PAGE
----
The ES6 const keyword will give you what the keyword name implies – a read-only variable. Like let, a variable declared with const will have block scoping, and you cannot re-declare a const.
const MAX_BUNNIES = 3;
There is no requirement for a constant variable to use capital letters, that’s just a convention I like to follow.
In a perfect world, all the JS runtimes would have a perfect implementation of const. Unfortunately, const is one of those keywords that has been around in some runtimes even before the keyword appeared in an official ECMAScript specification.
While most runtimes can agree that a const should be constant, existing implementations disagree on how to behave when code attempts to assign a new value to a constant. Should the assignment cause a runtime error? Should the assignment fail silently?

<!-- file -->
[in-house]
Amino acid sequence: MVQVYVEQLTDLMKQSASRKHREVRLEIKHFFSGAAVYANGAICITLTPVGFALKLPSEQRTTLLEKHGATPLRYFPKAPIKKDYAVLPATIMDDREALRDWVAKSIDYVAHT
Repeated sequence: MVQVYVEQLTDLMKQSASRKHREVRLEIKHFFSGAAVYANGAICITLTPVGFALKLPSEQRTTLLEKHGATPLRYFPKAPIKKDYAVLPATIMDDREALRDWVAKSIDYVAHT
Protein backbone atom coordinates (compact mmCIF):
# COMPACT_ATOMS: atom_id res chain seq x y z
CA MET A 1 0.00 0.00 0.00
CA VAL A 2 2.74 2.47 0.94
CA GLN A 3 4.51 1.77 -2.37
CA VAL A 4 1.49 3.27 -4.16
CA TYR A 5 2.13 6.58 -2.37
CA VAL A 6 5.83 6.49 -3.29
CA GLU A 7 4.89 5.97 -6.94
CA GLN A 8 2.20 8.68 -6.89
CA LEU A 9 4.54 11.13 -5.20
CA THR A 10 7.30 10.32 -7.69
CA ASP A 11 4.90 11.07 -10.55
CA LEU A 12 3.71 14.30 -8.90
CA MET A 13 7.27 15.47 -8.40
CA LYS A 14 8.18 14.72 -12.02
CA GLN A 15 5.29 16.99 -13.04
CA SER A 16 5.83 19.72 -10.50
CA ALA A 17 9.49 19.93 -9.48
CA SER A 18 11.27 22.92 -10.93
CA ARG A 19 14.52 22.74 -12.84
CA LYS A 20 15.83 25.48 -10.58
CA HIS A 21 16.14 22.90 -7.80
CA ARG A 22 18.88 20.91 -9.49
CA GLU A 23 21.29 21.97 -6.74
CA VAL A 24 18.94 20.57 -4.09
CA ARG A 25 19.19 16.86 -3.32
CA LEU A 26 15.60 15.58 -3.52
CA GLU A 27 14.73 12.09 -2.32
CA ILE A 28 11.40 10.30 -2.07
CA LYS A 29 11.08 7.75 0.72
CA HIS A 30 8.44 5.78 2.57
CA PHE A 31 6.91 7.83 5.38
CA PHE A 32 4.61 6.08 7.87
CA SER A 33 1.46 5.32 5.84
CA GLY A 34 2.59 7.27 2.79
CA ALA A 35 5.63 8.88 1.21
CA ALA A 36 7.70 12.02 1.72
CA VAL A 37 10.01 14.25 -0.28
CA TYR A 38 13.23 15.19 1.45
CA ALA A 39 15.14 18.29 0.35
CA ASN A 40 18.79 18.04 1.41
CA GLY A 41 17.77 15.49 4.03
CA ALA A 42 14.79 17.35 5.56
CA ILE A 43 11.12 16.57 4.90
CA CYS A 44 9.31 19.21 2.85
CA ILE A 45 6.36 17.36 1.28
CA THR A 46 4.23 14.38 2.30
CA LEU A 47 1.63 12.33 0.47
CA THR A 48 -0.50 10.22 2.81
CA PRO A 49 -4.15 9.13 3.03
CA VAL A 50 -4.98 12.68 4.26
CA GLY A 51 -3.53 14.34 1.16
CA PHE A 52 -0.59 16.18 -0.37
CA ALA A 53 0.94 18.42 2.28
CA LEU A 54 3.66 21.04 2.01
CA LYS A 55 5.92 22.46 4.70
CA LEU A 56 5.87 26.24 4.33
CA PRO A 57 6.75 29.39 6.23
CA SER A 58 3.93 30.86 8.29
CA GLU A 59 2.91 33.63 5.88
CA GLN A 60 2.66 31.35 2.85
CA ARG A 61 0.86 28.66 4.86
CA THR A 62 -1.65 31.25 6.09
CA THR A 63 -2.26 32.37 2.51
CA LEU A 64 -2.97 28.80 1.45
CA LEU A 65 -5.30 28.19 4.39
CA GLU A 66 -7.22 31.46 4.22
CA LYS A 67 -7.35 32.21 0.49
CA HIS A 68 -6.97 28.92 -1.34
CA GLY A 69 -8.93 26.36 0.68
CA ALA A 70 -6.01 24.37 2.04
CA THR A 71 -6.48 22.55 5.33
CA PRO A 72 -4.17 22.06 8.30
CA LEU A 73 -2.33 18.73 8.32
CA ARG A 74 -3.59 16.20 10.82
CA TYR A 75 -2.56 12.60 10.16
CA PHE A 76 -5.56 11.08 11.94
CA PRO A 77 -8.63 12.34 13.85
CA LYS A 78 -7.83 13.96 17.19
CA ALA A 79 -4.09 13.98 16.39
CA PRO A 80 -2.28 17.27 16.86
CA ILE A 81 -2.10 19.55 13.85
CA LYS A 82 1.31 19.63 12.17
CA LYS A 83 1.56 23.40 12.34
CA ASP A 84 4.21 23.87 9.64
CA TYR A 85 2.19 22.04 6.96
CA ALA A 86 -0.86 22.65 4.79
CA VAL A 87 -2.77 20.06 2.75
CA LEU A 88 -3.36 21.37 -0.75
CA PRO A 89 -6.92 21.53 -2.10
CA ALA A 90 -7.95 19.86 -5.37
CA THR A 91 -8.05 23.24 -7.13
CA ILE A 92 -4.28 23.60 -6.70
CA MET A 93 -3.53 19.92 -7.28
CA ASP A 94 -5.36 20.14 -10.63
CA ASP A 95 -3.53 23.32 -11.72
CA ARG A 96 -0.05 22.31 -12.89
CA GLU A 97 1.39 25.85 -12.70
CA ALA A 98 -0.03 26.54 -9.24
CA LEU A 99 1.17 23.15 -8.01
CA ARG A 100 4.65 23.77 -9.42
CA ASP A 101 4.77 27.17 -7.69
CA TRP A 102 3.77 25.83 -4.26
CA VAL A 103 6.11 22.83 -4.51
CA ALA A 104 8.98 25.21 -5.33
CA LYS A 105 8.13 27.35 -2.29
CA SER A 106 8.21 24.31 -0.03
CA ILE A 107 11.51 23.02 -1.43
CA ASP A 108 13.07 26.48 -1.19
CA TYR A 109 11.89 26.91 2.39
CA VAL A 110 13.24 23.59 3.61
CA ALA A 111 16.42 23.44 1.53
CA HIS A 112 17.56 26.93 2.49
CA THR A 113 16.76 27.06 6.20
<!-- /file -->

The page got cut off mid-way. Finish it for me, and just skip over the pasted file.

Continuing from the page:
The ES6 specification says const should fail with a runtime error if a program tries to assign a new value to a constant, and constant declarations without an initializer should be a syntax error.
const MAX_SIZE = 10; MAX_SIZE = 12; //SyntaxError
I hope that it won’t take long for all the latest runtimes and browsers to straighten up and behave correctly. The current situation shouldn’t stop you from using const whenever possible because the keyword does have a few benefits.
1. const tells other programmers about the intended behavior of a variable, and this makes code easier to read.
2. const tells the runtime about the intended behavior of a variable, which can allow for small optimizations across time and space.
Coming up next: default parameters.